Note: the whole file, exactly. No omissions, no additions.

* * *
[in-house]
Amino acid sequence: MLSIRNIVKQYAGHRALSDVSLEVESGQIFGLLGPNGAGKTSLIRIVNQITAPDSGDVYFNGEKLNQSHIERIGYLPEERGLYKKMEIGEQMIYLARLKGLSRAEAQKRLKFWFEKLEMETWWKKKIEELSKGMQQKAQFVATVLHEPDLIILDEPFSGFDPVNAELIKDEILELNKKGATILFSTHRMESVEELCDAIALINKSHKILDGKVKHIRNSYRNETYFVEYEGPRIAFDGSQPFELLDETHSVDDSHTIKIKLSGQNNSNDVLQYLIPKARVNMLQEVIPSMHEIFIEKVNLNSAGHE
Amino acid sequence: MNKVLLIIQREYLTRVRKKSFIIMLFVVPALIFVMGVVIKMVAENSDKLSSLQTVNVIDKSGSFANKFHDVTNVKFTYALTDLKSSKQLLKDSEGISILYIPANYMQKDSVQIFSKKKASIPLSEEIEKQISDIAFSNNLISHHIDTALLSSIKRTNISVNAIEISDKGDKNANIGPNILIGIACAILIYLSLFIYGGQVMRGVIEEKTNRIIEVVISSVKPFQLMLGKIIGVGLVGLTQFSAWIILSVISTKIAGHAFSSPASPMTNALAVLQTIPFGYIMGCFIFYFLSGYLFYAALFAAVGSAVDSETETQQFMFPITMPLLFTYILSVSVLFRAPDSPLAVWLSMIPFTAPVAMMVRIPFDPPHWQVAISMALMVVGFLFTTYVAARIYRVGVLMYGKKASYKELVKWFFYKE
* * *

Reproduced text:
[in-house]
Amino acid sequence: MLSIRNIVKQYAGHRALSDVSLEVESGQIFGLLGPNGAGKTSLIRIVNQITAPDSGDVYFNGEKLNQSHIERIGYLPEERGLYKKMEIGEQMIYLARLKGLSRAEAQKRLKFWFEKLEMETWWKKKIEELSKGMQQKAQFVATVLHEPDLIILDEPFSGFDPVNAELIKDEILELNKKGATILFSTHRMESVEELCDAIALINKSHKILDGKVKHIRNSYRNETYFVEYEGPRIAFDGSQPFELLDETHSVDDSHTIKIKLSGQNNSNDVLQYLIPKARVNMLQEVIPSMHEIFIEKVNLNSAGHE
Amino acid sequence: MNKVLLIIQREYLTRVRKKSFIIMLFVVPALIFVMGVVIKMVAENSDKLSSLQTVNVIDKSGSFANKFHDVTNVKFTYALTDLKSSKQLLKDSEGISILYIPANYMQKDSVQIFSKKKASIPLSEEIEKQISDIAFSNNLISHHIDTALLSSIKRTNISVNAIEISDKGDKNANIGPNILIGIACAILIYLSLFIYGGQVMRGVIEEKTNRIIEVVISSVKPFQLMLGKIIGVGLVGLTQFSAWIILSVISTKIAGHAFSSPASPMTNALAVLQTIPFGYIMGCFIFYFLSGYLFYAALFAAVGSAVDSETETQQFMFPITMPLLFTYILSVSVLFRAPDSPLAVWLSMIPFTAPVAMMVRIPFDPPHWQVAISMALMVVGFLFTTYVAARIYRVGVLMYGKKASYKELVKWFFYKE